Another record that became a real big bootleg was Buchanan and Goodman’s “Flying Saucer.” That was so big the bootleggers had to move in. Big huge million selling record,man. Just one of those clever records that took a bunch of songs and put em together yknow. I’m tryin to think of Goodman’s first name. I was involved with all these people, man. In the 80s I did some of Goodman’s last recordings. About 10 years ago he committed suicide. He was a characta, man, a real characta. Everybody knew him for doing these great novelty records.”


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Sep 162015

Morris Levy, Roulette Records

“Morris Levy was a big name in the Mafia and in the history books and everything. Big time.  I met him in the early years when he went into the record business with  George Goldner cause I was George’s distributor, and George’s buddy. Well, much later on, he sent down these two mob guys to be on my payroll and I thought about it and I said, “Gee I dont want these mafia guys on my payroll, man,” yaknow? So I told Morris, “Morris the big problem I have is I’m under audit with the IRS right now.” He said, “OK Henry I’ll talk to ya later,” badaboom. The phone clicked right down.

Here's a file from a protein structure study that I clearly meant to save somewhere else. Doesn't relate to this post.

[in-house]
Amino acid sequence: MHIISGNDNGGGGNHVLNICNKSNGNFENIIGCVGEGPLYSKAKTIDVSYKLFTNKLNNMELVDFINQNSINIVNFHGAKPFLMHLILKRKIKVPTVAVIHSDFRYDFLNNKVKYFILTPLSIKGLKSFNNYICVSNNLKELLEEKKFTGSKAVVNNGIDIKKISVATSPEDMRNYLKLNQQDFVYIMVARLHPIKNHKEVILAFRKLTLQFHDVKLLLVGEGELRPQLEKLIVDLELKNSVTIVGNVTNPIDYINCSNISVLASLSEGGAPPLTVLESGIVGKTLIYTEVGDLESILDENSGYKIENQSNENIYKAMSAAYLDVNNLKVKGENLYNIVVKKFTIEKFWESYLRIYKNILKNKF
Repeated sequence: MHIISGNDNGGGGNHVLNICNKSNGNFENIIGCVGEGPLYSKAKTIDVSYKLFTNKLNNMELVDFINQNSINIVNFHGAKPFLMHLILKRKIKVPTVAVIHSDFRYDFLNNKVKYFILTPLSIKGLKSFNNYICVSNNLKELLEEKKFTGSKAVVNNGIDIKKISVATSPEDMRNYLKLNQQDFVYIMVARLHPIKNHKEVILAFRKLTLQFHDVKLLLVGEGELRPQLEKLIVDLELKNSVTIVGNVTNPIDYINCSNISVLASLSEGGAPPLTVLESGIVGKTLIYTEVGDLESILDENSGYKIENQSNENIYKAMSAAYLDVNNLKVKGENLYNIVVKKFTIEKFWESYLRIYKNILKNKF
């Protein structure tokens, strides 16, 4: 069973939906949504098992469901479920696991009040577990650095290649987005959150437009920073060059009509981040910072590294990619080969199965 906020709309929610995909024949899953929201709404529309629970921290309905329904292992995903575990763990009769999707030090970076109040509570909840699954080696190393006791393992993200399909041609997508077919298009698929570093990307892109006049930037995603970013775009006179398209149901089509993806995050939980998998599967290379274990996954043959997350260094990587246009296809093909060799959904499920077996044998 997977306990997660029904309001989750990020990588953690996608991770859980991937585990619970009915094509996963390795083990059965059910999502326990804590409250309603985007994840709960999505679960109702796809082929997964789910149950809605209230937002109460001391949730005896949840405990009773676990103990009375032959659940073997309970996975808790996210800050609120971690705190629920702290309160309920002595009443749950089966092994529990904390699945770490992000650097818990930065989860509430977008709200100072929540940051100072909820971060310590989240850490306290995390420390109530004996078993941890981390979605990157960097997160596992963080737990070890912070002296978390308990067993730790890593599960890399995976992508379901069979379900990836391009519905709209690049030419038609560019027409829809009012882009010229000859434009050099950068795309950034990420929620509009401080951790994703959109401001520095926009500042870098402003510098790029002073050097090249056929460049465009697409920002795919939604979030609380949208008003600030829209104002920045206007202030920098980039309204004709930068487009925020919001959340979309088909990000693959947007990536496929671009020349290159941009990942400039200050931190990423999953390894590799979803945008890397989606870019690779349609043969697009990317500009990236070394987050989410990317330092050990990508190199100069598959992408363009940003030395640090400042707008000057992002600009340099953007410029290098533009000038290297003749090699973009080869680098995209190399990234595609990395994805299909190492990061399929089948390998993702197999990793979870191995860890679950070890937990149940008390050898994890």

Later on I was partners with him on the Sunnyview Label. And he was cool, man, I never had a problem. I used to go to his farm all the time in upstate New York. I was very cool with Morris, he was cool with me and I know every Tuesday he used to go downtown to Little Italy to do his thing whatever he hadda do. We had a lot of stories together. Stay tuned and I’ll tell ya all about him.”


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Sep 102015
Matt Leone, Music Video Director

Matt Leone, Music Video Director

Little Pebbles are a moody instrumental pop Americana group out of Morocco signed by Henry Stone himself at a smoky bar in Marrakesh.

Since moving to Little Haiti in Miami to record for the Henry Stone Music label, they’ve created visuals for their music with famed director Matt Leone of Leone Creative.

Here’s what Matt had to say about great storytelling, overcranking for smooth slow mo in 4K, and eating steaks with Henry Stone in Vegas.